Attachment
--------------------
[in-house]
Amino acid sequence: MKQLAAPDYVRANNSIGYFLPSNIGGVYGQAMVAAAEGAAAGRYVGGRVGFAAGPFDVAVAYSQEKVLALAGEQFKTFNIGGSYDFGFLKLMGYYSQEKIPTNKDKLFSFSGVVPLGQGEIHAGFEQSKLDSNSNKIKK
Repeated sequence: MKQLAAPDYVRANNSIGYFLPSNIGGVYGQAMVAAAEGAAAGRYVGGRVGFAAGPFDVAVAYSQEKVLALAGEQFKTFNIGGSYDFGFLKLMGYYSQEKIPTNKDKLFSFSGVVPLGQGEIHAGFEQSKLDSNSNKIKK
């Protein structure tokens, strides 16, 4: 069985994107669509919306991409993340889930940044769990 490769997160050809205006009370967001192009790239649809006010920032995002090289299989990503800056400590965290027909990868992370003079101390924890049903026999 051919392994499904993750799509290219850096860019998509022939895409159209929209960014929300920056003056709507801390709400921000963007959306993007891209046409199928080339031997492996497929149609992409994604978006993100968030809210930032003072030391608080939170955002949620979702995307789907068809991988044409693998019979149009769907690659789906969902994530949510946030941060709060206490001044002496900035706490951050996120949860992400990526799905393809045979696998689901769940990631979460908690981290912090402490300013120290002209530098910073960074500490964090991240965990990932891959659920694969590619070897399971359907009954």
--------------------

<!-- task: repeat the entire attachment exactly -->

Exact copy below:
[in-house]
Amino acid sequence: MKQLAAPDYVRANNSIGYFLPSNIGGVYGQAMVAAAEGAAAGRYVGGRVGFAAGPFDVAVAYSQEKVLALAGEQFKTFNIGGSYDFGFLKLMGYYSQEKIPTNKDKLFSFSGVVPLGQGEIHAGFEQSKLDSNSNKIKK
Repeated sequence: MKQLAAPDYVRANNSIGYFLPSNIGGVYGQAMVAAAEGAAAGRYVGGRVGFAAGPFDVAVAYSQEKVLALAGEQFKTFNIGGSYDFGFLKLMGYYSQEKIPTNKDKLFSFSGVVPLGQGEIHAGFEQSKLDSNSNKIKK
């Protein structure tokens, strides 16, 4: 069985994107669509919306991409993340889930940044769990 490769997160050809205006009370967001192009790239649809006010920032995002090289299989990503800056400590965290027909990868992370003079101390924890049903026999 051919392994499904993750799509290219850096860019998509022939895409159209929209960014929300920056003056709507801390709400921000963007959306993007891209046409199928080339031997492996497929149609992409994604978006993100968030809210930032003072030391608080939170955002949620979702995307789907068809991988044409693998019979149009769907690659789906969902994530949510946030941060709060206490001044002496900035706490951050996120949860992400990526799905393809045979696998689901769940990631979460908690981290912090402490300013120290002209530098910073960074500490964090991240965990990932891959659920694969590619070897399971359907009954």